Shortly after ten in the morning, sunlight found its way through Andrew’s window. Without thought, he pulled his pillow further down the mattress before hiding himself in the thin blanket allotted to him. It took him nearly ninety seconds to realize that something was wrong. Thin, knotted fingers sent the sheet cascading as he rose, blinking, from the depths of the bed.
The first thing he realized was that the doctors hadn’t come in yet. The boxy green numbers by the window read 10:14am, and normally he was awakened by 6:45. He pondered this, one hand tracing the raw, red skin on his wrist. He concluded that he was dreaming and, determined to make the most of it, swung his legs over the edge of the bed and reached for his glasses.
One step put him at the window, from which he often examined the city. The forest of glass and steel held his interest until he shoved his glasses onto his nose, obscuring his view. Startled, he wrenched the thin, wire frames off his face, and the blurred buildings sharpened into reality once more. He experimented for a minute more, and concluded that the glasses were no longer necessary. He was uncomfortable with the barren feeling, though, and pushed the lenses until they popped out of their frames before settling the metal rounds on his nose once more.
He decided that a walk sounded fun. He began pulling drawers out of the dresser and threw the drab clothes onto an equally drab carpet. He was sick of boring, grey, shapeless clothes. He reached out and dressed in the light blue sweatshirt and lined jeans that were hanging on the knobs of the closet doors. The clock on the wall read 10:46am as the door to the room closed behind Andrew, who had forgotten his shoes.
He started down a silver hall with doors every dozen feet. Some were opened, others were closed, but there were no people to be seen. He nervously proceeded to the door at the end of the hallway, and pushed through the door marked as a stairwell. He put one hand on the rail to his right, and leaned heavily on that arm as he walked down the stairs, gaining speed with every couple steps. He rounded the first landing and started down the second flight before pausing. He turned to regard the corner where he usually saw Jimmie.
The boy had appeared about a week after Andrew, to unusual results. The first day Andrew had seen him, he had stopped to talk. The boy had said his name was Jimmie before the guard escorting Andrew had walked back up the stairs to ask what was taking so long. Andrew had tried to explain about the boy, but the guard, Paul, had said there was nobody there. Later that day, at the psychiatrist’s insistence, Andrew had seen himself on the security tapes, crouched and conversing with an empty corner. For months, the child had been crouched in that corner, shivering in his tattered black shirt. Andrew turned from the empty corner and started back down the stairs.
* * *
Andrew’s feet smacked against the pavement. He paid no mind, too drawn in to the ornate displays in the windows of shops. His fascination at the bizarre garbs the mannequins wore was second only to his joy at being alone in the city. The displays vanished from windows after a while, and the buildings began to grab his attention. How fascinating that the towers of metal and glass didn’t fall under their own weight, let alone topple in the wind that must be blowing up there.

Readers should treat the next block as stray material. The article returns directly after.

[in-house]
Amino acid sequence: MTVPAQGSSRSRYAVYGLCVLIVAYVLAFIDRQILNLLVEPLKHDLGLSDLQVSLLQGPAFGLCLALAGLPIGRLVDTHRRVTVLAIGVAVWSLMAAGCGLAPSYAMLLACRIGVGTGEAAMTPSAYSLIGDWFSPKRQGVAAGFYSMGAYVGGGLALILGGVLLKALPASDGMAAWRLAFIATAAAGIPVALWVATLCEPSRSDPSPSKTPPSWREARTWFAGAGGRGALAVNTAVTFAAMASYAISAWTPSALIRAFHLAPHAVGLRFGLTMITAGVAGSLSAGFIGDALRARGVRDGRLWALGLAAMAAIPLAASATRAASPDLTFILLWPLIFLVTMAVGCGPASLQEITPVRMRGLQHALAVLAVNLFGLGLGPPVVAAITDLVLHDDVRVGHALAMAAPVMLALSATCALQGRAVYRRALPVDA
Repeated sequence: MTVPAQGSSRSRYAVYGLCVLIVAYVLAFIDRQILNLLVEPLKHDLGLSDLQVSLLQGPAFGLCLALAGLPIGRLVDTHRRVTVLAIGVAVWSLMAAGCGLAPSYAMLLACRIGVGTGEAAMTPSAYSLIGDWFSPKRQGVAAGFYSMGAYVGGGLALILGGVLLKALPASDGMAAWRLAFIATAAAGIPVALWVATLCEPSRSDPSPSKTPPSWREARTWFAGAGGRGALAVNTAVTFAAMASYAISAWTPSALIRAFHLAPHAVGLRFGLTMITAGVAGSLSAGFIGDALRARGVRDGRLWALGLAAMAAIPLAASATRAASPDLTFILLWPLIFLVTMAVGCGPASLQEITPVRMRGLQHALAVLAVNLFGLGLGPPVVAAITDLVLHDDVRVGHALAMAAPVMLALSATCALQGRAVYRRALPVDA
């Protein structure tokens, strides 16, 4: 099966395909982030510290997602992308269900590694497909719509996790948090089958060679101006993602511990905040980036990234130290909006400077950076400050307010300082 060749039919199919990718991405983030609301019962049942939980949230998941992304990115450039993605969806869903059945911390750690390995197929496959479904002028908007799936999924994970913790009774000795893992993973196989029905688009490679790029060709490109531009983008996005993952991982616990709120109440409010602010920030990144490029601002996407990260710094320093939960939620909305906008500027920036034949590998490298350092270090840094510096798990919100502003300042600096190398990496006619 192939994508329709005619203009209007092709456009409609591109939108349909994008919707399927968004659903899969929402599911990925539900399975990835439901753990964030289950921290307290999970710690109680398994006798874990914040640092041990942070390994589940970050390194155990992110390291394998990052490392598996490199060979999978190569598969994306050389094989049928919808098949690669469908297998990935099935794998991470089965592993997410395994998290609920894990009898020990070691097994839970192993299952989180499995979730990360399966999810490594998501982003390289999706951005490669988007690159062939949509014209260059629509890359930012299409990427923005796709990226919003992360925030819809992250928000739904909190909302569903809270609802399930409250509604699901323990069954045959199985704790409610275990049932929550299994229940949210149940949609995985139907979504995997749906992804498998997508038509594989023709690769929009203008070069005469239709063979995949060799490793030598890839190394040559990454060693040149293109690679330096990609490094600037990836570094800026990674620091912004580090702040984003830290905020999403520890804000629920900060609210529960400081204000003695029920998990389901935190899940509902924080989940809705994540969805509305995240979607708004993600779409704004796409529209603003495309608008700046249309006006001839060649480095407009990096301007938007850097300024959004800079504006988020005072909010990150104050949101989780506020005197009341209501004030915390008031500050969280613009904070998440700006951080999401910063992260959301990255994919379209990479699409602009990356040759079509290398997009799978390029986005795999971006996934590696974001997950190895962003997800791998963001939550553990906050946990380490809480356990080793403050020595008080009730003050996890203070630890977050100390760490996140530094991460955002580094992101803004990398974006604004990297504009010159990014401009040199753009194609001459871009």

It was a good thing he made no plans about where to go, for he didn’t pay attention to his steps. They carried him up one street and down another, eventually turning abruptly left and stopping, drawing Andrew’s attention to the building in front of him.
It was decidedly smaller than the buildings around it, only two or three stories tall. Its walls, instead of translucent glass, were a rich, rusty stone. Five steps led to the grand wooden door that curved up to a point, seeming to draw the eye to the window above it. What a window it was, a circle of stained glass in all shapes and colors. Green and golden diamonds surrounded by crimson and silver petals culminated in an effect bordering on hypnotic.
Andrew started, jerking away from the window, and decided to see if anybody was inside. He traveled up the steps and knocked on the grand wooden door. It made more of a thud than he’d expected, but he was thrilled when the door swing slowly out to invite him in.
He stuck his head in the open door and, seeing nobody inside, he decided to look around. His feet were glad for the change, as a thick carpet was nicer than the worn steps. He looked around, but hadn’t had time to take in more than the ornately carved coat racks before he noticed someone on the stairs to his right.
“I’m sorry … I didn’t mean to… I was just looking around.” he stammered, as if he hadn’t spoken recently.
“Not a problem dearie, I just wanted to see if you needed something.” She almost whispered. “Are you lost?”
“I don’t think so.” He said, trying not to stare. His head cocked to one side, taking in the deep teal dress that draped around the frail looking woman. Her knobby wrists were arced over her head as brittle looking fingers deftly slid a sapphire-crusted comb into the graying bun at the back of her head.
“You look exhausted, why don’t you come in and sit down?” she asked, freeing her hands and gesturing towards a well-stuffed bench. The thought appealed to him, so he agreed, not having thought he’d get so tired in a dream. He paid no attention to the creaking behind him, but the thud that the outside door made as it closed drew his attention.